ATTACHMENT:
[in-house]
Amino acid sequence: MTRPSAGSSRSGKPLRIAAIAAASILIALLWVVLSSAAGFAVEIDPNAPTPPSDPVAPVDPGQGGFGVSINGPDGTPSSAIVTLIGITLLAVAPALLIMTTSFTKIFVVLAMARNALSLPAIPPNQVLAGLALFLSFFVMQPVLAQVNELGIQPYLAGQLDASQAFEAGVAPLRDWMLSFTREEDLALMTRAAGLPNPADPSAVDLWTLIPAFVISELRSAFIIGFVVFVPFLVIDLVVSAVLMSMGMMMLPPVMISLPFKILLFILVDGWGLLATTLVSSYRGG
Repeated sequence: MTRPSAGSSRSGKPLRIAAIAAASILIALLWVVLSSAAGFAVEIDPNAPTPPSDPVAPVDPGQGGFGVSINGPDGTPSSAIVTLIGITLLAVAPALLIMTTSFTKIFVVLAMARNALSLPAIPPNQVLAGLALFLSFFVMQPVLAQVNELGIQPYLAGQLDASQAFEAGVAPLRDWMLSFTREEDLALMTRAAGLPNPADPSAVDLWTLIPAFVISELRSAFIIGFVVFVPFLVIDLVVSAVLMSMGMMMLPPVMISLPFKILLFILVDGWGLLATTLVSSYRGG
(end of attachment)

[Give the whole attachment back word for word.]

[in-house]
Amino acid sequence: MTRPSAGSSRSGKPLRIAAIAAASILIALLWVVLSSAAGFAVEIDPNAPTPPSDPVAPVDPGQGGFGVSINGPDGTPSSAIVTLIGITLLAVAPALLIMTTSFTKIFVVLAMARNALSLPAIPPNQVLAGLALFLSFFVMQPVLAQVNELGIQPYLAGQLDASQAFEAGVAPLRDWMLSFTREEDLALMTRAAGLPNPADPSAVDLWTLIPAFVISELRSAFIIGFVVFVPFLVIDLVVSAVLMSMGMMMLPPVMISLPFKILLFILVDGWGLLATTLVSSYRGG
Repeated sequence: MTRPSAGSSRSGKPLRIAAIAAASILIALLWVVLSSAAGFAVEIDPNAPTPPSDPVAPVDPGQGGFGVSINGPDGTPSSAIVTLIGITLLAVAPALLIMTTSFTKIFVVLAMARNALSLPAIPPNQVLAGLALFLSFFVMQPVLAQVNELGIQPYLAGQLDASQAFEAGVAPLRDWMLSFTREEDLALMTRAAGLPNPADPSAVDLWTLIPAFVISELRSAFIIGFVVFVPFLVIDLVVSAVLMSMGMMMLPPVMISLPFKILLFILVDGWGLLATTLVSSYRGG